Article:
Hansen, Thomas Blom and Oskar Verkaaik. 2009. Urban Charisma: On Everyday Mythologies of the City. Critique of Anthropology 29(5): 5-26.
Kaviraj, Sudipta, 1997. Filth and the Public Sphere: Concepts and Practices about Public Space in Calcutta. Public Culture 10(1): 83-113.
Ramaswami, Shankar. 2007. Togethering Contra Othering: Male Hindu-Muslim inter-relations in proletarian Delhi. South Asian Popular Culture 5(2): 117 - 128.
Exel, Brian. 2005. Diasporic sublime: Sikh martyrs, Internet mediations, and the question of the unimaginable. Sikh Formations 1(1): 127-154.
Fuller, C. J. and Haripriya Narasimhan. 2007. Information Technology Professionals and the New-Rich Middle Class in Chennai (Madras) Modern Asian Studies 41, 1, pp. 121-150.
Mazzarella, William. 2006. Internet X-Ray: E-Governance, Transparency, and the Politics of Immediation in India. Public Culture 18(3): 472-505.
Sundaram, Ravi. 2009. Pirate Modernity: Delhi's Media Urbanism. London: Routledge.
Ali, Kamran Asdar. 2004. Pulp Fictions: Reading Pakistani Domesticity. Social Text 78: 123-145.
Cohen, Lawrence. 1995. The Pleasures of Castration: the Postoperative Status of Hijras, Jankhas, and Academics, in Sexual Nature, Sexual Culture, P. Abramson and S. Pinkerton, eds. pp. 276-304. Chicago: University of Chicago Press.
Hoek, Lotte. 2010. Unstable Celluloid: Film Projection and the Cinema Audience in Bangladesh. BioScope: South Asian Screen Studies 1(1): 49-66.
Macmillan.Mody, Perveez. 2002. Love and the Law: Love-Marriage in Delhi. Modern Asian Studies 36(1): 223-256.
Srivastava, Sanjay. 2007. Passionate Modernity: Sexuality, Class and Consumption in India. New Delhi: Routledge.
Verkaaik, Oskar. 2004. Migrants and Militants: Fun and Urban Violence in Pakistan. Princeton: Princeton University Press.
Chatterjee, Partha. 1999. Modernity, Democracy and a Political Negotiation of Death South Asia Research; 19; 103.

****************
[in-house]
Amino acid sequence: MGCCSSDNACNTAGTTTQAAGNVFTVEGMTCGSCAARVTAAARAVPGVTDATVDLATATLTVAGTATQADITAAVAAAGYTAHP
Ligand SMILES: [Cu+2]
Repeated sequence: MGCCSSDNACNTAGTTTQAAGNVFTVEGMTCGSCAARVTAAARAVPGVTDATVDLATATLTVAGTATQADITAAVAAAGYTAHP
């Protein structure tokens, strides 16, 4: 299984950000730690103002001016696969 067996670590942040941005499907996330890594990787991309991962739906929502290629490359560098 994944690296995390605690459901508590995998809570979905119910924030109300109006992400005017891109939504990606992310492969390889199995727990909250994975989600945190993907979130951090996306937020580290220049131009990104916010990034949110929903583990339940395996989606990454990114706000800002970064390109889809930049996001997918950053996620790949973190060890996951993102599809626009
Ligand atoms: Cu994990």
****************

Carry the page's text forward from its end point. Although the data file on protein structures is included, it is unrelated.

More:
Staples, James. 2003. Disguise, Revelation and Copyright. Disassembling the South Indian Leper. J. Roy. anthrop. Inst 9, 295-315.
Guha-Thakurta, Tapati . 2007. 'Our Gods, Their Museums': The Contrary Careers of India's Art Objects. Art History 30(4): 628-657.
Vikram Chandra. 2000. The Cult of Authenticity. Boston Review (February/March): 42-49.
Pratt Ewing, Katherine. 2007. Arguing Sainthood: Modernity, Psychoanalysis, and Islam. Durham and London: Duke University Press.
Freitag, Sandria B. 2001. Visions of the Nation: Theorizing the Nexus between Creation, Consumption, and Participation in the Public Sphere. In Rachel Dwyer and Christopher Pinney (eds.). Pleasure and the Nation: The History, Politics and Consumption of Public Culture in India. New Delhi: Oxford University Press. Pp. 35-75.
Guha-Thakurta, Tapati. 2004. Monuments, Objects, Histories: Institutions of Art in
Colonial and Postcolonial India. New York: Columbia University Press.
Jain, Kajri. 2007. Gods in the Bazaar: The Economy of Indian Calandar Art. Durham:
Duke University Press.
Mookherjee, Nayanika. 2007. The "Dead and Their Double Duties": Mourning, Melancholia, and the Martyred Intellectual Memorials in Bangladesh. Space and Culture 10(2): 271-291.
Khan, Naveeda. 2006. Flaws in the flow: Roads and their modernity in Pakistan. Social Text 89: 87-113.
Hewamanne, Sandhya. 2003. Performing 'Dis-respectability': New Tastes, Cultural Practices, and Identity Performances by Sri Lanka's Free Trade Zone Garment-Factory Workers. Cultural Dynamics 15(1): 71-101.
Landell-Mills, Samuel, "The Hardware of Sanctity: Anthropomorphic objects in Bangladeshi Sufism", in Pnina Werbner and Helene Basu (eds.), Embodying Charisma: Modernity, locality and the performance of emotion in Sufi cults, London and New York: Routledge, 1998, pp. 31-54.
Peabody, Norbert. 1991. In Whose Turban Does the Lord Reside?: The Objectification of Charisma and the Fetishism of Objects in the Hindu Kingdom of Kota. Comparative Studies in Society and History, 33, 4, pp. 726-754.
Gardner, Katie. 1995. Global migrants, local lives: travel and transformation in rural Bangladesh. Oxford: OUP.
Liechty, Mark. 2002. Suitably Modern: Making Middle Class Culture in a New Consumer Society, Princeton: Princeton University Press.
Osella, F and Osella C. 2000. Migration, Money and Masculinity in Kerala. Journal of the Royal Anthropological Institute 6(1): 117-133.
|Graduate Attributes and Skills
|Course organiser||Dr Jacob Copeman
Tel: (0131 6)50 6860
|Course secretary||Mr Jack Smith
Tel: (0131 6)51 1485